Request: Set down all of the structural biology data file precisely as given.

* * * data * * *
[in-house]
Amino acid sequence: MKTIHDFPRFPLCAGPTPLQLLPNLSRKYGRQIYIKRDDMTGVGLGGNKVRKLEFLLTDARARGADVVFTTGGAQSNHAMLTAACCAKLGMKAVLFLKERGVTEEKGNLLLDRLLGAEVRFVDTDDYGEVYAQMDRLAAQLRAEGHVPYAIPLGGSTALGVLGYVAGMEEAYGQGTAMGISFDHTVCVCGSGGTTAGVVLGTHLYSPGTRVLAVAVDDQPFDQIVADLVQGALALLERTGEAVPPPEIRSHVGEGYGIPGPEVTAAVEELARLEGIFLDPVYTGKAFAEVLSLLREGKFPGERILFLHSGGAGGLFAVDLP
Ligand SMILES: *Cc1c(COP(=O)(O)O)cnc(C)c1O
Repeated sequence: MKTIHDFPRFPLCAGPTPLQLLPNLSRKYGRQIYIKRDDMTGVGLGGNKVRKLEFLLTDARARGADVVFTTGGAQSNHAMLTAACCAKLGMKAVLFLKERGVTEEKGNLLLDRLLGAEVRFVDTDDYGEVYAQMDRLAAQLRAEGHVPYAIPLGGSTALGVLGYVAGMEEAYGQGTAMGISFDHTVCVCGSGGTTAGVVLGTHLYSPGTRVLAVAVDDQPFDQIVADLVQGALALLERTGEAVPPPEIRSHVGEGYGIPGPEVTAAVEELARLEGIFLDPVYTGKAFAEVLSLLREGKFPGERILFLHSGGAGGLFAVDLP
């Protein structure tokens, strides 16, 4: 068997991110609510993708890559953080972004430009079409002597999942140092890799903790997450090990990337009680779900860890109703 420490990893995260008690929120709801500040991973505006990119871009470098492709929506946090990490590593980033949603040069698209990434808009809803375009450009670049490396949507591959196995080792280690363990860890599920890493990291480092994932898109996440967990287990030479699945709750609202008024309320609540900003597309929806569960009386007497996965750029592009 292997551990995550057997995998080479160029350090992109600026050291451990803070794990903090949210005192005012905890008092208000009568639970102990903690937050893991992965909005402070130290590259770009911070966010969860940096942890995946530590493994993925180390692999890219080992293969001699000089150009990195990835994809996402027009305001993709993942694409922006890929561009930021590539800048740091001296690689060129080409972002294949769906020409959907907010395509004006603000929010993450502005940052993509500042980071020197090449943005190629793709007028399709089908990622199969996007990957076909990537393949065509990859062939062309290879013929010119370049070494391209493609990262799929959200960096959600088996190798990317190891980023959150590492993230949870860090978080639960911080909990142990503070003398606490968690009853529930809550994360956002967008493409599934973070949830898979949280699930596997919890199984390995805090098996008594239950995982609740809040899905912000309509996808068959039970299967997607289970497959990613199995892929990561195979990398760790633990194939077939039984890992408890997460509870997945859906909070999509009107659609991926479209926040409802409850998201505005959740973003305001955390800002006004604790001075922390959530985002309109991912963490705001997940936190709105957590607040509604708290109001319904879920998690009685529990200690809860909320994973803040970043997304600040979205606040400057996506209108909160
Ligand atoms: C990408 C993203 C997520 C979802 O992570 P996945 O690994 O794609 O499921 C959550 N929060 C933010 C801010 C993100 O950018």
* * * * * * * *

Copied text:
[in-house]
Amino acid sequence: MKTIHDFPRFPLCAGPTPLQLLPNLSRKYGRQIYIKRDDMTGVGLGGNKVRKLEFLLTDARARGADVVFTTGGAQSNHAMLTAACCAKLGMKAVLFLKERGVTEEKGNLLLDRLLGAEVRFVDTDDYGEVYAQMDRLAAQLRAEGHVPYAIPLGGSTALGVLGYVAGMEEAYGQGTAMGISFDHTVCVCGSGGTTAGVVLGTHLYSPGTRVLAVAVDDQPFDQIVADLVQGALALLERTGEAVPPPEIRSHVGEGYGIPGPEVTAAVEELARLEGIFLDPVYTGKAFAEVLSLLREGKFPGERILFLHSGGAGGLFAVDLP
Ligand SMILES: *Cc1c(COP(=O)(O)O)cnc(C)c1O
Repeated sequence: MKTIHDFPRFPLCAGPTPLQLLPNLSRKYGRQIYIKRDDMTGVGLGGNKVRKLEFLLTDARARGADVVFTTGGAQSNHAMLTAACCAKLGMKAVLFLKERGVTEEKGNLLLDRLLGAEVRFVDTDDYGEVYAQMDRLAAQLRAEGHVPYAIPLGGSTALGVLGYVAGMEEAYGQGTAMGISFDHTVCVCGSGGTTAGVVLGTHLYSPGTRVLAVAVDDQPFDQIVADLVQGALALLERTGEAVPPPEIRSHVGEGYGIPGPEVTAAVEELARLEGIFLDPVYTGKAFAEVLSLLREGKFPGERILFLHSGGAGGLFAVDLP
């Protein structure tokens, strides 16, 4: 068997991110609510993708890559953080972004430009079409002597999942140092890799903790997450090990990337009680779900860890109703 420490990893995260008690929120709801500040991973505006990119871009470098492709929506946090990490590593980033949603040069698209990434808009809803375009450009670049490396949507591959196995080792280690363990860890599920890493990291480092994932898109996440967990287990030479699945709750609202008024309320609540900003597309929806569960009386007497996965750029592009 292997551990995550057997995998080479160029350090992109600026050291451990803070794990903090949210005192005012905890008092208000009568639970102990903690937050893991992965909005402070130290590259770009911070966010969860940096942890995946530590493994993925180390692999890219080992293969001699000089150009990195990835994809996402027009305001993709993942694409922006890929561009930021590539800048740091001296690689060129080409972002294949769906020409959907907010395509004006603000929010993450502005940052993509500042980071020197090449943005190629793709007028399709089908990622199969996007990957076909990537393949065509990859062939062309290879013929010119370049070494391209493609990262799929959200960096959600088996190798990317190891980023959150590492993230949870860090978080639960911080909990142990503070003398606490968690009853529930809550994360956002967008493409599934973070949830898979949280699930596997919890199984390995805090098996008594239950995982609740809040899905912000309509996808068959039970299967997607289970497959990613199995892929990561195979990398760790633990194939077939039984890992408890997460509870997945859906909070999509009107659609991926479209926040409802409850998201505005959740973003305001955390800002006004604790001075922390959530985002309109991912963490705001997940936190709105957590607040509604708290109001319904879920998690009685529990200690809860909320994973803040970043997304600040979205606040400057996506209108909160
Ligand atoms: C990408 C993203 C997520 C979802 O992570 P996945 O690994 O794609 O499921 C959550 N929060 C933010 C801010 C993100 O950018």